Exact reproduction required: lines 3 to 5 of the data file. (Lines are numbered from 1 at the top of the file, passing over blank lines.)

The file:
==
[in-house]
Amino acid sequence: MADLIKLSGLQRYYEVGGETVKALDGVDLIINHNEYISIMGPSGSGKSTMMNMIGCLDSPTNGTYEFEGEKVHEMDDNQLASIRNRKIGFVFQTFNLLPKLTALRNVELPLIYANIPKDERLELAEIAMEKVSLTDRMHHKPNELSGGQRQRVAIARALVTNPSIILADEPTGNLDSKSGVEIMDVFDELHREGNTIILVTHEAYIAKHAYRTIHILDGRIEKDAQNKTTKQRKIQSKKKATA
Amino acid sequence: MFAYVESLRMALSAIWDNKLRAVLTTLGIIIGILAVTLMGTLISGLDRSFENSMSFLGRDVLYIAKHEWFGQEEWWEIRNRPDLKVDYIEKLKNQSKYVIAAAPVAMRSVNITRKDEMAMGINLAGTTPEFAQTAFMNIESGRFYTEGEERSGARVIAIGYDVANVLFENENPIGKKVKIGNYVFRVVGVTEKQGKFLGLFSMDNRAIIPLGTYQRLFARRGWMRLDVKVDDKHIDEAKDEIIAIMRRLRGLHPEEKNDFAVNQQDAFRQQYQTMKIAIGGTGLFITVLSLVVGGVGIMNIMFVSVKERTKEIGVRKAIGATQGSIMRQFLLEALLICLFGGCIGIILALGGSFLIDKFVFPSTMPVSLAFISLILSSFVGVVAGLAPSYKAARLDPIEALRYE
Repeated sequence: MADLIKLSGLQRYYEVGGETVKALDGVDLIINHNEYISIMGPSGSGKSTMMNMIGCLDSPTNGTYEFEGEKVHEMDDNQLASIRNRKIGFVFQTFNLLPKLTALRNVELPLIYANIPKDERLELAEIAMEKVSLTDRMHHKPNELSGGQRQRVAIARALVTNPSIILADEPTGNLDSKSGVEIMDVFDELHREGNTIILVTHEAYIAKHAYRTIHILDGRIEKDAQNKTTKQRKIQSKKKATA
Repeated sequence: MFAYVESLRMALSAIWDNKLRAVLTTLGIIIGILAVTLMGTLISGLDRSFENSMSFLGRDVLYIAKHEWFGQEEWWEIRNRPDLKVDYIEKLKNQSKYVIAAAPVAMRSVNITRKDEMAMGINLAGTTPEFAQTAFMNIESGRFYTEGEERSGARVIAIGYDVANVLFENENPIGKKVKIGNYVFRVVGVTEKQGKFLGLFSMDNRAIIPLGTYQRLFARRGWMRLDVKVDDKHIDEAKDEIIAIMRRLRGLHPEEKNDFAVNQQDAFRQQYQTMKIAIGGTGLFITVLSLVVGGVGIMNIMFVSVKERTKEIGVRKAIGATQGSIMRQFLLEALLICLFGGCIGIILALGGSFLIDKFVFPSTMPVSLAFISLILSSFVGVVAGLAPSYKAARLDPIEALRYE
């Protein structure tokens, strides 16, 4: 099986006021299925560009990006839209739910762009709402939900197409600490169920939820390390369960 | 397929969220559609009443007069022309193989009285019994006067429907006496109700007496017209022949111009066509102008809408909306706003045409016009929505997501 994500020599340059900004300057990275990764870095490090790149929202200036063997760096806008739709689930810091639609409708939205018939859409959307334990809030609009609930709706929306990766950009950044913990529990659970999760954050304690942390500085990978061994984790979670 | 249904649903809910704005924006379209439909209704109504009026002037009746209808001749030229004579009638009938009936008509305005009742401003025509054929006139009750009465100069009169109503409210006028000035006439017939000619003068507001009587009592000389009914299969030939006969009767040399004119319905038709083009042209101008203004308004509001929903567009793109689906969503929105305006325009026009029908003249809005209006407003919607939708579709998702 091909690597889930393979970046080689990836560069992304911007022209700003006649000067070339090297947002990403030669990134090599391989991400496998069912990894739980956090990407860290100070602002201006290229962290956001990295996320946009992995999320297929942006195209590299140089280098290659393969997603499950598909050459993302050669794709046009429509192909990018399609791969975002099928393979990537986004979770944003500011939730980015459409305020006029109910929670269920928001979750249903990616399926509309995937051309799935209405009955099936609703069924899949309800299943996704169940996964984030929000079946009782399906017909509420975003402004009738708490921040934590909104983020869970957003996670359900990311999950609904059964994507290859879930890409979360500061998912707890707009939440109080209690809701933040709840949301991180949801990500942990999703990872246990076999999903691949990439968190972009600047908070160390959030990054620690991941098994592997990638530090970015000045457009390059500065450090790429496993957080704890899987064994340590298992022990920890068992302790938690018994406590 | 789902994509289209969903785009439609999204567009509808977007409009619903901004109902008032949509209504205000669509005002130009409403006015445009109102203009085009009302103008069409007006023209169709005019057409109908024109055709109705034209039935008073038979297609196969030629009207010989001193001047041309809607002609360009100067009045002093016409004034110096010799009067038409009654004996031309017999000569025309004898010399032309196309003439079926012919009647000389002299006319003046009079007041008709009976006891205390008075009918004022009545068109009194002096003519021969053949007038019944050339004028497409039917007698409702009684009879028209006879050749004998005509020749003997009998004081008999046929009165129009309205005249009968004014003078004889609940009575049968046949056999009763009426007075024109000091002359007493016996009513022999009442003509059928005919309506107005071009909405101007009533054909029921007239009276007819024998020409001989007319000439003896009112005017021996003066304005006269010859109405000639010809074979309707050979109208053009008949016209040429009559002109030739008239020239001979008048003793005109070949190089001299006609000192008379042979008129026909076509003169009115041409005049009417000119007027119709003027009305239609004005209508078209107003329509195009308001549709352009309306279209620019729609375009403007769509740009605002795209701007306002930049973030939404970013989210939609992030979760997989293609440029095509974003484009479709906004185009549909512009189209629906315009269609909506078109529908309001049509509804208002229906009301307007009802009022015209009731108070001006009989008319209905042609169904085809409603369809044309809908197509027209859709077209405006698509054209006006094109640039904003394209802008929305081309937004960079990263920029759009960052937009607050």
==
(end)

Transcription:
Amino acid sequence: MFAYVESLRMALSAIWDNKLRAVLTTLGIIIGILAVTLMGTLISGLDRSFENSMSFLGRDVLYIAKHEWFGQEEWWEIRNRPDLKVDYIEKLKNQSKYVIAAAPVAMRSVNITRKDEMAMGINLAGTTPEFAQTAFMNIESGRFYTEGEERSGARVIAIGYDVANVLFENENPIGKKVKIGNYVFRVVGVTEKQGKFLGLFSMDNRAIIPLGTYQRLFARRGWMRLDVKVDDKHIDEAKDEIIAIMRRLRGLHPEEKNDFAVNQQDAFRQQYQTMKIAIGGTGLFITVLSLVVGGVGIMNIMFVSVKERTKEIGVRKAIGATQGSIMRQFLLEALLICLFGGCIGIILALGGSFLIDKFVFPSTMPVSLAFISLILSSFVGVVAGLAPSYKAARLDPIEALRYE
Repeated sequence: MADLIKLSGLQRYYEVGGETVKALDGVDLIINHNEYISIMGPSGSGKSTMMNMIGCLDSPTNGTYEFEGEKVHEMDDNQLASIRNRKIGFVFQTFNLLPKLTALRNVELPLIYANIPKDERLELAEIAMEKVSLTDRMHHKPNELSGGQRQRVAIARALVTNPSIILADEPTGNLDSKSGVEIMDVFDELHREGNTIILVTHEAYIAKHAYRTIHILDGRIEKDAQNKTTKQRKIQSKKKATA
Repeated sequence: MFAYVESLRMALSAIWDNKLRAVLTTLGIIIGILAVTLMGTLISGLDRSFENSMSFLGRDVLYIAKHEWFGQEEWWEIRNRPDLKVDYIEKLKNQSKYVIAAAPVAMRSVNITRKDEMAMGINLAGTTPEFAQTAFMNIESGRFYTEGEERSGARVIAIGYDVANVLFENENPIGKKVKIGNYVFRVVGVTEKQGKFLGLFSMDNRAIIPLGTYQRLFARRGWMRLDVKVDDKHIDEAKDEIIAIMRRLRGLHPEEKNDFAVNQQDAFRQQYQTMKIAIGGTGLFITVLSLVVGGVGIMNIMFVSVKERTKEIGVRKAIGATQGSIMRQFLLEALLICLFGGCIGIILALGGSFLIDKFVFPSTMPVSLAFISLILSSFVGVVAGLAPSYKAARLDPIEALRYE